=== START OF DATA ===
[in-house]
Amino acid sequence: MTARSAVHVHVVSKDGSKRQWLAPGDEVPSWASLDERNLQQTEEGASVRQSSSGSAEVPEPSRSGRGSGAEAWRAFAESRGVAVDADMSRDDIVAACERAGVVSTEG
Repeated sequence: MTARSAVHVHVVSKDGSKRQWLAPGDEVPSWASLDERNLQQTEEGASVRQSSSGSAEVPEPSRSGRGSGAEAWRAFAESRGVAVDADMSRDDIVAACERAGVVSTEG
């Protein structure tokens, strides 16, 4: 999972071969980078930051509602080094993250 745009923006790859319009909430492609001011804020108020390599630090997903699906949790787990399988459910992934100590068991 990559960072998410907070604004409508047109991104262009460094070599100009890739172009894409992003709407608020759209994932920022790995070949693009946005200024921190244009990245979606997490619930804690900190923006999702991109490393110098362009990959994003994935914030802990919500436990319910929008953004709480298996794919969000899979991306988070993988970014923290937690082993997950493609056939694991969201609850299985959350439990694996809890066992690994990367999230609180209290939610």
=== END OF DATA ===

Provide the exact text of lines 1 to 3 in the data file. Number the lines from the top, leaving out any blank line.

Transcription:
[in-house]
Amino acid sequence: MTARSAVHVHVVSKDGSKRQWLAPGDEVPSWASLDERNLQQTEEGASVRQSSSGSAEVPEPSRSGRGSGAEAWRAFAESRGVAVDADMSRDDIVAACERAGVVSTEG
Repeated sequence: MTARSAVHVHVVSKDGSKRQWLAPGDEVPSWASLDERNLQQTEEGASVRQSSSGSAEVPEPSRSGRGSGAEAWRAFAESRGVAVDADMSRDDIVAACERAGVVSTEG